Video CD (abbreviated as VCD, and also known as Compact Disc Digital Video) is a home video format and the first format for distributing films on standard 120 mm (4.7 in) optical discs. The format was widely adopted in Southeast Asia and the Middle East, superseding the VHS and Betamax systems in the regions until DVD-Video finally became affordable in the late 2000s.
The format is a standard digital format for storing video on a compact disc. VCDs are playable in dedicated VCD players and widely playable in most DVD players, personal computers and some video game consoles. However, they are less widely playable in some Blu-ray Disc players, in-car infotainment with DVD/Blu-ray support and video game consoles such as the Sony PlayStation and Xbox due to lack of support for backward compatibility of the older MPEG-1 format.
The Video CD standard was created in 1993 by Sony, Philips, Matsushita, and JVC and is referred to as the White Book standard.
Although they have been superseded by other media, as of 2015 VCDs continue to be retailed as a low-cost video format.
LaserDisc was first available on the market, in Atlanta, Georgia, on December 15, 1978. This 30 cm (12 in) disc could hold an hour of analog audio and video (digital audio was added a few years later) on each side. The LaserDisc provided picture quality nearly double that of VHS tape and analog audio quality far superior to VHS.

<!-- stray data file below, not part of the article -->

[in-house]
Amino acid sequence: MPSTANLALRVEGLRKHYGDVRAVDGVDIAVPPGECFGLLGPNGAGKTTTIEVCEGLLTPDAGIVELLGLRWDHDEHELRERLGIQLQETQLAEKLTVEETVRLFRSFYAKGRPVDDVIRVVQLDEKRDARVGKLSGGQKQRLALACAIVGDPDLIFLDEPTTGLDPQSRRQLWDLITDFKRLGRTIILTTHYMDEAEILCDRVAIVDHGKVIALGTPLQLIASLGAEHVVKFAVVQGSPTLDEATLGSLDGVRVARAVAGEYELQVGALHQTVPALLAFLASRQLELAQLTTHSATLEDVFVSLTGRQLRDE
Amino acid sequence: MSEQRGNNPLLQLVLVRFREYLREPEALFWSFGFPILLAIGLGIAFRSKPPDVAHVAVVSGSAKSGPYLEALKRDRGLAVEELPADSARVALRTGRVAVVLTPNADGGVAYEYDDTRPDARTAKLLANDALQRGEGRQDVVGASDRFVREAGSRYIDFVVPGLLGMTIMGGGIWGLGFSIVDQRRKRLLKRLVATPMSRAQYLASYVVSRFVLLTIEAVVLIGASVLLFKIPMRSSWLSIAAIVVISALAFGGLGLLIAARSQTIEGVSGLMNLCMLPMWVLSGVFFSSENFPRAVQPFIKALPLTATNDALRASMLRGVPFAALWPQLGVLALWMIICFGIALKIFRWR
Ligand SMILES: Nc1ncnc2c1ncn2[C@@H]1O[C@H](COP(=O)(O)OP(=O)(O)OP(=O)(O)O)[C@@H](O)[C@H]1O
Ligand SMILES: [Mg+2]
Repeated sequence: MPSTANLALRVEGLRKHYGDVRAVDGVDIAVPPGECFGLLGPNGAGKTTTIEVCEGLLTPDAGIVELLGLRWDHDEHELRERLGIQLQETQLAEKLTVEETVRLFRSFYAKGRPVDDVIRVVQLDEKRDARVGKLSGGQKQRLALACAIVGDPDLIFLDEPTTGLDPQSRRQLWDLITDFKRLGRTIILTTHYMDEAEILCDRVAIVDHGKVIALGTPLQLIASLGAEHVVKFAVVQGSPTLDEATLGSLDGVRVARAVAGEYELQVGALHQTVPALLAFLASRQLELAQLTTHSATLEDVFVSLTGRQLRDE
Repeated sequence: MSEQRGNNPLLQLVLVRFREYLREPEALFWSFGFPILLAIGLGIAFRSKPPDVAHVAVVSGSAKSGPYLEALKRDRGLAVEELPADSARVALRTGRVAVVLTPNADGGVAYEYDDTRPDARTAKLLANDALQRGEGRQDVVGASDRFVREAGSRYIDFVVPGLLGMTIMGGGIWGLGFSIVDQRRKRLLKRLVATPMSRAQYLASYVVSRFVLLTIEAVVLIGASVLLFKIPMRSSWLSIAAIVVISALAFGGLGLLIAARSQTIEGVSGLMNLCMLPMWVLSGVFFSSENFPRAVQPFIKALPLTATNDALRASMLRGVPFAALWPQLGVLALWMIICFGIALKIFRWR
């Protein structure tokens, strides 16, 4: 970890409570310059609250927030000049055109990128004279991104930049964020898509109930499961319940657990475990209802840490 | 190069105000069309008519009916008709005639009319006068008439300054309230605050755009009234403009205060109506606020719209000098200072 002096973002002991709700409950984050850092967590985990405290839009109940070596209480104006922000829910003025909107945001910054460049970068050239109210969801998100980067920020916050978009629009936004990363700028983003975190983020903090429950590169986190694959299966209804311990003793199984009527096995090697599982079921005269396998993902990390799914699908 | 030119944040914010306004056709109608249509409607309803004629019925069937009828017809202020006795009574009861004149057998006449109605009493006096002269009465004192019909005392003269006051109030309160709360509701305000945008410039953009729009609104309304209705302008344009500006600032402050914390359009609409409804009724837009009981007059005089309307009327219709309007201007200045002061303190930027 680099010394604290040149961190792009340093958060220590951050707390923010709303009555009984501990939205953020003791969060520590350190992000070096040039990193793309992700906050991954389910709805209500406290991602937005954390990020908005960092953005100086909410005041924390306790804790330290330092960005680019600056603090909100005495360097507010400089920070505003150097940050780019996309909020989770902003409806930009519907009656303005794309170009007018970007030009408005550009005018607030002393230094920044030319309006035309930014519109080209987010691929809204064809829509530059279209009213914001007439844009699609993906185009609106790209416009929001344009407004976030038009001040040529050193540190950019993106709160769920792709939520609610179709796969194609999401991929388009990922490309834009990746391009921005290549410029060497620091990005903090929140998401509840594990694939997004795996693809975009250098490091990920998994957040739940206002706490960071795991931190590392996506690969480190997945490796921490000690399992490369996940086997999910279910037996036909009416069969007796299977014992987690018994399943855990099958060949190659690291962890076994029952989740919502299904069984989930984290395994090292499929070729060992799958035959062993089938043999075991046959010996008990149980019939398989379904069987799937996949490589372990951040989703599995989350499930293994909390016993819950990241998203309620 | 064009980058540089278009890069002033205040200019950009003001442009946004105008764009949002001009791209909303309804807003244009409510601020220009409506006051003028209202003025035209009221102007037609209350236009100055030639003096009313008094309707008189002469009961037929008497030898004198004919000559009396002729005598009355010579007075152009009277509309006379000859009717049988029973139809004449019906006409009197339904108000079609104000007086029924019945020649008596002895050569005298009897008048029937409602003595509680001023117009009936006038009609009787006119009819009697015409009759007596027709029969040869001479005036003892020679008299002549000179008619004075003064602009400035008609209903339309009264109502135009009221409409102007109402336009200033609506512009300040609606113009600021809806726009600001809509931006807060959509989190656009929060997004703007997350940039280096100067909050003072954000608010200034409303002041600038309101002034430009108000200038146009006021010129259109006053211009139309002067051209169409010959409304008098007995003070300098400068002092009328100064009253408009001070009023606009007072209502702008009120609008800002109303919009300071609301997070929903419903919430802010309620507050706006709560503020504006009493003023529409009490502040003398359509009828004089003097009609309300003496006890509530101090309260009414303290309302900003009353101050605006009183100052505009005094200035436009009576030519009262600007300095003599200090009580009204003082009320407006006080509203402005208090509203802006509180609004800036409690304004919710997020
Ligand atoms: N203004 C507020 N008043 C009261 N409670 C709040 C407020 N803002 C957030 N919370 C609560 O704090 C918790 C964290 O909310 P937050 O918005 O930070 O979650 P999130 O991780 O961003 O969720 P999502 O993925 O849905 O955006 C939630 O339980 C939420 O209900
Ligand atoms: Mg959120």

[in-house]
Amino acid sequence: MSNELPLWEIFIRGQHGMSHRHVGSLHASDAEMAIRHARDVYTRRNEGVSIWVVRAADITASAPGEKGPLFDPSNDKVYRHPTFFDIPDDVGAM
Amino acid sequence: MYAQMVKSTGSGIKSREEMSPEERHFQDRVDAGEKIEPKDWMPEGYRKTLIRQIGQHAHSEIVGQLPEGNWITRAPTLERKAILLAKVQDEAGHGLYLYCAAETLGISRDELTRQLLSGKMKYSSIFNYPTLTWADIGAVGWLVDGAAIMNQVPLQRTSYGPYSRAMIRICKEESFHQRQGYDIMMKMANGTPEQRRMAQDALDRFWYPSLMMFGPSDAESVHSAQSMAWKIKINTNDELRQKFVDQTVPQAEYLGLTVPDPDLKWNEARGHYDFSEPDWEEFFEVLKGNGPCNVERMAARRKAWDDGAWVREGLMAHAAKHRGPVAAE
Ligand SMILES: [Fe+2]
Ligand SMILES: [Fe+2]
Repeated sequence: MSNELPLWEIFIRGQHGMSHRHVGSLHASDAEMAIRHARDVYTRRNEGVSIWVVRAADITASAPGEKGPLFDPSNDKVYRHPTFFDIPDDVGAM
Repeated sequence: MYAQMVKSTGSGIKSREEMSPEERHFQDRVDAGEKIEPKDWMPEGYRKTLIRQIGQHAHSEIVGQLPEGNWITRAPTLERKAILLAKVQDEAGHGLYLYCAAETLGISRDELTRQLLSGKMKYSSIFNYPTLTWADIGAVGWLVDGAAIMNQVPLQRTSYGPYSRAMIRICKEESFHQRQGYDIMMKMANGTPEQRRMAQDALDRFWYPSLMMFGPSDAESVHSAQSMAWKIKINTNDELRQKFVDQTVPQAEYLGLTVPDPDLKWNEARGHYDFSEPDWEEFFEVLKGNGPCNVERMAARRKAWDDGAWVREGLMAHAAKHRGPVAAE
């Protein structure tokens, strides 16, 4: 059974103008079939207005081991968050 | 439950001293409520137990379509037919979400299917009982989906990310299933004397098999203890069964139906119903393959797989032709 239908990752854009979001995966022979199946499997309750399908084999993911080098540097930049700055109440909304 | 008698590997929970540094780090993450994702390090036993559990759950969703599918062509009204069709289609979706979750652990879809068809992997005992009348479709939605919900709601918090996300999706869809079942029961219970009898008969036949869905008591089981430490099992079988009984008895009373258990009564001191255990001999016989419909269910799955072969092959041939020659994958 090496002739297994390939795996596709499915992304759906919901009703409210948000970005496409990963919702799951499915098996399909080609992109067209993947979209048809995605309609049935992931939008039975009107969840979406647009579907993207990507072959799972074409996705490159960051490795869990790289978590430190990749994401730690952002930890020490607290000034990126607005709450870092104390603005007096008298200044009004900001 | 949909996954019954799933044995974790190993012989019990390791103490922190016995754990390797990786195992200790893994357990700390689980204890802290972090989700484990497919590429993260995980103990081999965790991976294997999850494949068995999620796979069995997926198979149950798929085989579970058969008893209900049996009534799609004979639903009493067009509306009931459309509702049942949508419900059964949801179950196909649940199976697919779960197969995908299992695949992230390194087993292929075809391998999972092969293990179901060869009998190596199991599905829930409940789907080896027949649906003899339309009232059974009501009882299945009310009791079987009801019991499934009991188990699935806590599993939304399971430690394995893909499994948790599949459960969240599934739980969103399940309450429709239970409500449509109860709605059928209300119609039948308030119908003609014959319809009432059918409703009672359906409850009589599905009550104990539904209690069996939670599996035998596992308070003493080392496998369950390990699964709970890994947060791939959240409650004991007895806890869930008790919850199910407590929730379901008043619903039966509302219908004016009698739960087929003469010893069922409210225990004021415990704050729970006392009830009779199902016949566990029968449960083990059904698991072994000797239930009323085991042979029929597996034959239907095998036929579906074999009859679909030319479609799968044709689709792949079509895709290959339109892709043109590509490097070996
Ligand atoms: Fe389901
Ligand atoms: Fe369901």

Philips later teamed up with Sony to develop a new type of disc, the compact disc or CD. Introduced in 1982 in Japan (1983 in the U.S. and Europe), the CD is about 120 mm (4.7 in) in diameter, and is single-sided. The format was initially designed to store digitized sound and proved to be a success in the music industry.
A few years later, Philips decided to give CDs the ability to produce video, utilizing the same technology as its LaserDisc counterpart. This led to the creation of CD Video (CD-V) in 1987. However, the disc's small size significantly impeded the ability to store analog video; thus only 5 minutes of picture information could fit on the disc's surface (despite the fact that the audio was digital). Therefore, CD-V distribution was limited to featuring music videos, and it was soon discontinued by 1991.
By the early 1990s engineers were able to digitize and compress video signals, greatly improving storage efficiency. Because this new format could hold 74/80 minutes of audio and video on a 650/700MB disc, releasing movies on compact discs finally became a reality. Extra capacity was obtained by sacrificing the error correction (it was believed that minor errors in the datastream would go unnoticed by the viewer). This format was named Video CD or VCD.
VCD enjoyed a brief period of success, with a few major feature films being released in the format (usually as a 2 disc set). However the introduction of the CD-R disc and associated recorders stopped the release of feature films in their tracks because the VCD format had no means of preventing unauthorized (and perfect) copies from being made. However, as of 2013 VCDs are still being released in several countries in Asia, but now with copy-protection.
The development of more sophisticated, higher capacity optical disc formats yielded the DVD format, released only a few years later with a copy protection mechanism. DVD players use lasers that are of shorter wavelength than those used on CDs, allowing the recorded pits to be smaller, so that more information can be stored. The DVD was so successful that it eventually pushed VHS out of the video market once suitable recorders became widely available. Nevertheless, VCDs made considerable inroads into developing nations, where they are still in use today due to their cheaper manufacturing and retail costs.